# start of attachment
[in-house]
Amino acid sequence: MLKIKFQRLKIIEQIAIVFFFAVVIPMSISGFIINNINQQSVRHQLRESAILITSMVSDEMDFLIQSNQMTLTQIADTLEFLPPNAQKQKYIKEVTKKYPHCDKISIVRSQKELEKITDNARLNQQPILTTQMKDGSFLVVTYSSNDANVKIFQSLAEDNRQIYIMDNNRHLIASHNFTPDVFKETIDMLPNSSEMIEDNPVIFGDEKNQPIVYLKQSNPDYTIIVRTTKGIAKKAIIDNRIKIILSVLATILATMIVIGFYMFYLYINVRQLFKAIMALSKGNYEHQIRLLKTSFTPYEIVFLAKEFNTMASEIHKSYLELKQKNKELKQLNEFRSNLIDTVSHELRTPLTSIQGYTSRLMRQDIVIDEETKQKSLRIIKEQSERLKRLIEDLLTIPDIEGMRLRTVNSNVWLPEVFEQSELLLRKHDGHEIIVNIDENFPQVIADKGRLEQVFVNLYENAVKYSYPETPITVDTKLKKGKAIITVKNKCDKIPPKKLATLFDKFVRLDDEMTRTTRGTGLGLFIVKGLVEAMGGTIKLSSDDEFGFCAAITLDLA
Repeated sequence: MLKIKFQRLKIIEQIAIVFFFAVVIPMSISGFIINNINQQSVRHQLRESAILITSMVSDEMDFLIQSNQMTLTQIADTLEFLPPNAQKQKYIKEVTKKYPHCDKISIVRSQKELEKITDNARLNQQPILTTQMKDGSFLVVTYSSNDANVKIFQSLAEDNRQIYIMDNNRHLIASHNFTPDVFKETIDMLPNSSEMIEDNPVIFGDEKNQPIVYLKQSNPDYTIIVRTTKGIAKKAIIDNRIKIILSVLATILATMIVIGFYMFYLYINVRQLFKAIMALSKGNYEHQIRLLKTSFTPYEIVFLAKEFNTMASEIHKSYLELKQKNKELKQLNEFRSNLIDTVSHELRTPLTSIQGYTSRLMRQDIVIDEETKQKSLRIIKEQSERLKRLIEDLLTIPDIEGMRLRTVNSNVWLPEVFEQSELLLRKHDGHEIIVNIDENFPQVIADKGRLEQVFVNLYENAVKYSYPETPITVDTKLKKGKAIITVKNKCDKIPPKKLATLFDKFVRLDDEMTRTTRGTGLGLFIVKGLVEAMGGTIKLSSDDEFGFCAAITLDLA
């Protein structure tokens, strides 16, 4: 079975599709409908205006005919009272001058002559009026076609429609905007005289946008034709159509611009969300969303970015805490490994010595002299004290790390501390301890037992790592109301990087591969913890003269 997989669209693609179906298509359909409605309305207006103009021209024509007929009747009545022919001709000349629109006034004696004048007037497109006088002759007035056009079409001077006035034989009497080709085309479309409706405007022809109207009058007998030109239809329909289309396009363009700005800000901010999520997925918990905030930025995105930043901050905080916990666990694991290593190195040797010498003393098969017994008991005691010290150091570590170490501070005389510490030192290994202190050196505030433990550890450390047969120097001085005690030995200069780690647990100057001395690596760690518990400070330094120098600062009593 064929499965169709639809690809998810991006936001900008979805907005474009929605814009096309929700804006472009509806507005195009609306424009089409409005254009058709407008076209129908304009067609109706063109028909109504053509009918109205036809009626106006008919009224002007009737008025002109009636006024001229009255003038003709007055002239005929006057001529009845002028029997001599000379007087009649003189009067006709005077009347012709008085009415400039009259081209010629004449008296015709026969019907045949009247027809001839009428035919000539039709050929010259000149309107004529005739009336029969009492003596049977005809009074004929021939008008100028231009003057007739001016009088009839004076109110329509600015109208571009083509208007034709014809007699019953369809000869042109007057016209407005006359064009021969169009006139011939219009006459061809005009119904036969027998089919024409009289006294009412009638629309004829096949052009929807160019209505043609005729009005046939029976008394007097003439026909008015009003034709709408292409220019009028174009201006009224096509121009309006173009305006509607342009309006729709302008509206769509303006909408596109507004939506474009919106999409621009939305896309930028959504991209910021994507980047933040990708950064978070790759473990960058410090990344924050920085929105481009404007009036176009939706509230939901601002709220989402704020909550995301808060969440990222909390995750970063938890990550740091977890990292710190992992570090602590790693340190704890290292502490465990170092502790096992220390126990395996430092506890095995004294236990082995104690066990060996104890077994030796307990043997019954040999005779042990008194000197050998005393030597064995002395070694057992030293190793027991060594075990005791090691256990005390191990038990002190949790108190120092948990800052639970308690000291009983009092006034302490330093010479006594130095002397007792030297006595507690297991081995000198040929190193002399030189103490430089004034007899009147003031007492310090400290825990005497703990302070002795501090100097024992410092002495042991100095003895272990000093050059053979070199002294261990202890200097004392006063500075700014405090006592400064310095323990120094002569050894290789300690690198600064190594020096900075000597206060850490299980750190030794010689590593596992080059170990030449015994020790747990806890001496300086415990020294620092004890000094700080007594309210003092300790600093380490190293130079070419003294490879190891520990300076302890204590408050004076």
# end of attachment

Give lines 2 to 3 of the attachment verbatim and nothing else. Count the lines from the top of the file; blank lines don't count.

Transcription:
Amino acid sequence: MLKIKFQRLKIIEQIAIVFFFAVVIPMSISGFIINNINQQSVRHQLRESAILITSMVSDEMDFLIQSNQMTLTQIADTLEFLPPNAQKQKYIKEVTKKYPHCDKISIVRSQKELEKITDNARLNQQPILTTQMKDGSFLVVTYSSNDANVKIFQSLAEDNRQIYIMDNNRHLIASHNFTPDVFKETIDMLPNSSEMIEDNPVIFGDEKNQPIVYLKQSNPDYTIIVRTTKGIAKKAIIDNRIKIILSVLATILATMIVIGFYMFYLYINVRQLFKAIMALSKGNYEHQIRLLKTSFTPYEIVFLAKEFNTMASEIHKSYLELKQKNKELKQLNEFRSNLIDTVSHELRTPLTSIQGYTSRLMRQDIVIDEETKQKSLRIIKEQSERLKRLIEDLLTIPDIEGMRLRTVNSNVWLPEVFEQSELLLRKHDGHEIIVNIDENFPQVIADKGRLEQVFVNLYENAVKYSYPETPITVDTKLKKGKAIITVKNKCDKIPPKKLATLFDKFVRLDDEMTRTTRGTGLGLFIVKGLVEAMGGTIKLSSDDEFGFCAAITLDLA
Repeated sequence: MLKIKFQRLKIIEQIAIVFFFAVVIPMSISGFIINNINQQSVRHQLRESAILITSMVSDEMDFLIQSNQMTLTQIADTLEFLPPNAQKQKYIKEVTKKYPHCDKISIVRSQKELEKITDNARLNQQPILTTQMKDGSFLVVTYSSNDANVKIFQSLAEDNRQIYIMDNNRHLIASHNFTPDVFKETIDMLPNSSEMIEDNPVIFGDEKNQPIVYLKQSNPDYTIIVRTTKGIAKKAIIDNRIKIILSVLATILATMIVIGFYMFYLYINVRQLFKAIMALSKGNYEHQIRLLKTSFTPYEIVFLAKEFNTMASEIHKSYLELKQKNKELKQLNEFRSNLIDTVSHELRTPLTSIQGYTSRLMRQDIVIDEETKQKSLRIIKEQSERLKRLIEDLLTIPDIEGMRLRTVNSNVWLPEVFEQSELLLRKHDGHEIIVNIDENFPQVIADKGRLEQVFVNLYENAVKYSYPETPITVDTKLKKGKAIITVKNKCDKIPPKKLATLFDKFVRLDDEMTRTTRGTGLGLFIVKGLVEAMGGTIKLSSDDEFGFCAAITLDLA